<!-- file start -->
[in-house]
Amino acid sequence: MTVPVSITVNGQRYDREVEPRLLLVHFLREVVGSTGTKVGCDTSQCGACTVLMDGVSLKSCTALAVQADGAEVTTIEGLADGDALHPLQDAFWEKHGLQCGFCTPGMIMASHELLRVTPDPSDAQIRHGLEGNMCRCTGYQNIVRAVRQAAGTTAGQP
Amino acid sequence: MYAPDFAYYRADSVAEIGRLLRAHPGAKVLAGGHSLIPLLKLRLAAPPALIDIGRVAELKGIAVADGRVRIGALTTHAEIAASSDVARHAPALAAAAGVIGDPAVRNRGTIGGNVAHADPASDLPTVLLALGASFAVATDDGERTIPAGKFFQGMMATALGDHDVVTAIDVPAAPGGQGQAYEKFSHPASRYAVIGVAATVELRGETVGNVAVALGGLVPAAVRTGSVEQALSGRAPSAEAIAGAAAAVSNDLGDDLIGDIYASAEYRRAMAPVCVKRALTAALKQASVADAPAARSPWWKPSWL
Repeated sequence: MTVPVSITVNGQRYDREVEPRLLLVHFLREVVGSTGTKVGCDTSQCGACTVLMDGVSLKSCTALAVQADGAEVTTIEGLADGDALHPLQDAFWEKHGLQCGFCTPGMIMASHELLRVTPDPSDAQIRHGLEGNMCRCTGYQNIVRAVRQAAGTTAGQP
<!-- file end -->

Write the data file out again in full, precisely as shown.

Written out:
[in-house]
Amino acid sequence: MTVPVSITVNGQRYDREVEPRLLLVHFLREVVGSTGTKVGCDTSQCGACTVLMDGVSLKSCTALAVQADGAEVTTIEGLADGDALHPLQDAFWEKHGLQCGFCTPGMIMASHELLRVTPDPSDAQIRHGLEGNMCRCTGYQNIVRAVRQAAGTTAGQP
Amino acid sequence: MYAPDFAYYRADSVAEIGRLLRAHPGAKVLAGGHSLIPLLKLRLAAPPALIDIGRVAELKGIAVADGRVRIGALTTHAEIAASSDVARHAPALAAAAGVIGDPAVRNRGTIGGNVAHADPASDLPTVLLALGASFAVATDDGERTIPAGKFFQGMMATALGDHDVVTAIDVPAAPGGQGQAYEKFSHPASRYAVIGVAATVELRGETVGNVAVALGGLVPAAVRTGSVEQALSGRAPSAEAIAGAAAAVSNDLGDDLIGDIYASAEYRRAMAPVCVKRALTAALKQASVADAPAARSPWWKPSWL
Repeated sequence: MTVPVSITVNGQRYDREVEPRLLLVHFLREVVGSTGTKVGCDTSQCGACTVLMDGVSLKSCTALAVQADGAEVTTIEGLADGDALHPLQDAFWEKHGLQCGFCTPGMIMASHELLRVTPDPSDAQIRHGLEGNMCRCTGYQNIVRAVRQAAGTTAGQP